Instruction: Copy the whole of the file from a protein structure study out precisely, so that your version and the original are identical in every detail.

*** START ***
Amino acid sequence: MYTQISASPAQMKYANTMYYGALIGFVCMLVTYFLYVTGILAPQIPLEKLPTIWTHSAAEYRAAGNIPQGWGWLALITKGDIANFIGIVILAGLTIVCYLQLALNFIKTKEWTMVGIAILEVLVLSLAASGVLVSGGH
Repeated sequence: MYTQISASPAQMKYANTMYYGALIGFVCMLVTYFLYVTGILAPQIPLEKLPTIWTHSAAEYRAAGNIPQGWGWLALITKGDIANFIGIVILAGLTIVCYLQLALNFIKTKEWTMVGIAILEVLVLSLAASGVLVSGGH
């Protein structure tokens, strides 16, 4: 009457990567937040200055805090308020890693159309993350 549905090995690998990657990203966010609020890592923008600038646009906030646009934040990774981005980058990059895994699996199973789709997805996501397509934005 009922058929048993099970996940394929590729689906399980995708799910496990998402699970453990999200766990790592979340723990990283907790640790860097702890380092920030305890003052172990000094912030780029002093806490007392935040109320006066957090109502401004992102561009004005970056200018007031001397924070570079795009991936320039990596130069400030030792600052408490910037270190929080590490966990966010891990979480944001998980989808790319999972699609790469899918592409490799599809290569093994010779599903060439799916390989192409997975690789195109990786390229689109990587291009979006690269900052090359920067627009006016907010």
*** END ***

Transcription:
Amino acid sequence: MYTQISASPAQMKYANTMYYGALIGFVCMLVTYFLYVTGILAPQIPLEKLPTIWTHSAAEYRAAGNIPQGWGWLALITKGDIANFIGIVILAGLTIVCYLQLALNFIKTKEWTMVGIAILEVLVLSLAASGVLVSGGH
Repeated sequence: MYTQISASPAQMKYANTMYYGALIGFVCMLVTYFLYVTGILAPQIPLEKLPTIWTHSAAEYRAAGNIPQGWGWLALITKGDIANFIGIVILAGLTIVCYLQLALNFIKTKEWTMVGIAILEVLVLSLAASGVLVSGGH
């Protein structure tokens, strides 16, 4: 009457990567937040200055805090308020890693159309993350 549905090995690998990657990203966010609020890592923008600038646009906030646009934040990774981005980058990059895994699996199973789709997805996501397509934005 009922058929048993099970996940394929590729689906399980995708799910496990998402699970453990999200766990790592979340723990990283907790640790860097702890380092920030305890003052172990000094912030780029002093806490007392935040109320006066957090109502401004992102561009004005970056200018007031001397924070570079795009991936320039990596130069400030030792600052408490910037270190929080590490966990966010891990979480944001998980989808790319999972699609790469899918592409490799599809290569093994010779599903060439799916390989192409997975690789195109990786390229689109990587291009979006690269900052090359920067627009006016907010």